They’re found in places that are wild and often untouched. Thought to be one of the most beautiful species of fish, it is only fitting that you would find them in the most pristine places.

We drove miles deep into a valley situated in the western mountains of Colorado. Winding down a forest service road we came to a snowy outcrop and grabbed our gear- dogs included. One by one our footsteps crunched through the fresh layer of white and as we approached the water, our conversations diffused like fall snowflakes. The silence added to the untouched nature of the setting. No one wanted to be responsible for ruining that recognized moment as we watched the lake for any sign of movement. Only a few areas of the lake were not yet frozen over offering solid casting practice, but more so a chance at hooking up to a colorful masterpiece beneath the surface.   

They’re called Brook trout and their presence is a direct indicator of a flourishing watershed. A healthy population of these trout live only in the coldest and cleanest of water— this backcountry lake being the perfect home.

Where were you the last time you hooked up to a brookie?

Likely somewhere where your lungs were rewarded with high quality air, or maybe a place where humans are the minority among wildlife. Appreciate those moments, appreciate those wild places and the fact that ultimately, a fish brought you there. But don’t forget to appreciate the obvious and also understated beauty of a brookie and what they’re presence can tell us.

As anglers, we are often in tune with the ways in which humanity continues to threaten the health of watersheds across the globe— the most current being the proposed Pebble Mine in Bristol Bay, AK. As the most valuable sockeye salmon fishery in the world, it’s often difficult for anglers, conservationists, and natives to see any chance of value behind the immense impacts this mine would have.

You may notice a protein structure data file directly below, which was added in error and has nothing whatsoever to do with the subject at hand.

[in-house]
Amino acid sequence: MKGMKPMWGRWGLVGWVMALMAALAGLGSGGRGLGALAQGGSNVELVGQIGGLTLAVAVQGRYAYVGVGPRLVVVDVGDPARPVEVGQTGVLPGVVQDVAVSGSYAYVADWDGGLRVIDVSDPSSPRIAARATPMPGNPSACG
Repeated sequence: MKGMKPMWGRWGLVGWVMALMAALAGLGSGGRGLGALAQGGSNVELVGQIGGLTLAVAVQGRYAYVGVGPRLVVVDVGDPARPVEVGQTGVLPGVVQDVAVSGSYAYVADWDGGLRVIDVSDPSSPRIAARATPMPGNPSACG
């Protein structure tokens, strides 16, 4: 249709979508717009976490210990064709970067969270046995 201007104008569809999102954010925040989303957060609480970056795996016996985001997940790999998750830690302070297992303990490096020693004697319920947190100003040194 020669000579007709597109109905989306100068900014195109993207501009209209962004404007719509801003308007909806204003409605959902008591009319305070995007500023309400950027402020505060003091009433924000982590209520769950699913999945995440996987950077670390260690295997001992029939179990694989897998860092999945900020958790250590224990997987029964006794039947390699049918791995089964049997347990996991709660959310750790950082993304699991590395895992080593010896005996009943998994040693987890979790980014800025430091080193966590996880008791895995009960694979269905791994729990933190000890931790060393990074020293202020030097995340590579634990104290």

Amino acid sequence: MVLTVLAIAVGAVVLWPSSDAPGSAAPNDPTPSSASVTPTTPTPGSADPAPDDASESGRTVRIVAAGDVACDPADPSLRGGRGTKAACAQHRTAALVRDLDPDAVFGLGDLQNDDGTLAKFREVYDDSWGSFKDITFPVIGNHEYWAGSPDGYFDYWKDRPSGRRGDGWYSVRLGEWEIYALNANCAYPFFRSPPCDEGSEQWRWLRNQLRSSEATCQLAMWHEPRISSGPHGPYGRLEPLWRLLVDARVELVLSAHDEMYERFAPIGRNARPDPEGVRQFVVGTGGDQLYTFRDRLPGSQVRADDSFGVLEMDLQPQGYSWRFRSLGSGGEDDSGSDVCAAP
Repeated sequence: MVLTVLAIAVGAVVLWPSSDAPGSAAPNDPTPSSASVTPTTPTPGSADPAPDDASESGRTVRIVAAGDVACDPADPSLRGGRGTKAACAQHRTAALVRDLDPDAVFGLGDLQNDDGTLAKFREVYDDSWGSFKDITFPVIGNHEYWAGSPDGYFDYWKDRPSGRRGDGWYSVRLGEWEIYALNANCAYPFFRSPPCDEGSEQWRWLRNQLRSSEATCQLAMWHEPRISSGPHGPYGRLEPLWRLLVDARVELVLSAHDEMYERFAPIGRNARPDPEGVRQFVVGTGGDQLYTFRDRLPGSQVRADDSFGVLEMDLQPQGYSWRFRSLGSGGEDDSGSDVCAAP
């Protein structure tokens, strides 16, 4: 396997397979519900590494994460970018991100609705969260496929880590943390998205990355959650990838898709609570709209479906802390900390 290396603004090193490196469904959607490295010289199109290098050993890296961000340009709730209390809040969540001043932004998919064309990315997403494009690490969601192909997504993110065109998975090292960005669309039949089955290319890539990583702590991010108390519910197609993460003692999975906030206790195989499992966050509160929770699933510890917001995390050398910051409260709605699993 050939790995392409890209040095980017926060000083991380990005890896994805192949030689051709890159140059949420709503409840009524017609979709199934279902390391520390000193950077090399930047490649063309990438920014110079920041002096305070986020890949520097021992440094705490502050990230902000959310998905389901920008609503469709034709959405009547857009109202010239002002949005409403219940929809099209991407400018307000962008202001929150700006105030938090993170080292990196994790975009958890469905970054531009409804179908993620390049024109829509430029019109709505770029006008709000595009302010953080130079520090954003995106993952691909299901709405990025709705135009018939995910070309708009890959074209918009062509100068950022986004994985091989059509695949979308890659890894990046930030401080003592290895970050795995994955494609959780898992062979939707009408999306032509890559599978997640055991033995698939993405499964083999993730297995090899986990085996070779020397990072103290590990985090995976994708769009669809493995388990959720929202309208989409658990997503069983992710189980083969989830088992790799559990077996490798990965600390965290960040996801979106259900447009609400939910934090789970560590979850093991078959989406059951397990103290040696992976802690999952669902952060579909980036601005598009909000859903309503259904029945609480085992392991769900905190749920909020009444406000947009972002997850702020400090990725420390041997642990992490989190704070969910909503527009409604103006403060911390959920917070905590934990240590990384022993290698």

Not only would it affect the environment but also the economy and culture of this watershed. It’s imperative that as anglers we push the importance of focusing our attention on discerning whats productive and what is positive for our watersheds, the Pebble Mine being neither.

The next time a brookie is on the other end of your line, hold onto that little win- that moment of connecting with such a pure and pristine ecosystem that has been left alone from the wake of humanity. Then imagine a world where this was the norm. A world where the future of habitats and fly-fishing were not threatened. Let it inspire you to continue protecting and conserving the watersheds that mean so much to you and to the species of fish and other wildlife that rely so much on them.

All is not lost in today’s environmental crisis, and for that, we have the understated beauty of a brookie to thank.

Article by Olivia Merlino, check her out on Instagram @merlinoolivia. Photos from a recent Team Flylords trip to Colorado.

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  1. What about the fact that Brookies are invasive in CO and most of the west? They’ve managed to extirpate the native greenback cutthroats that used to live in those pristine lakes…

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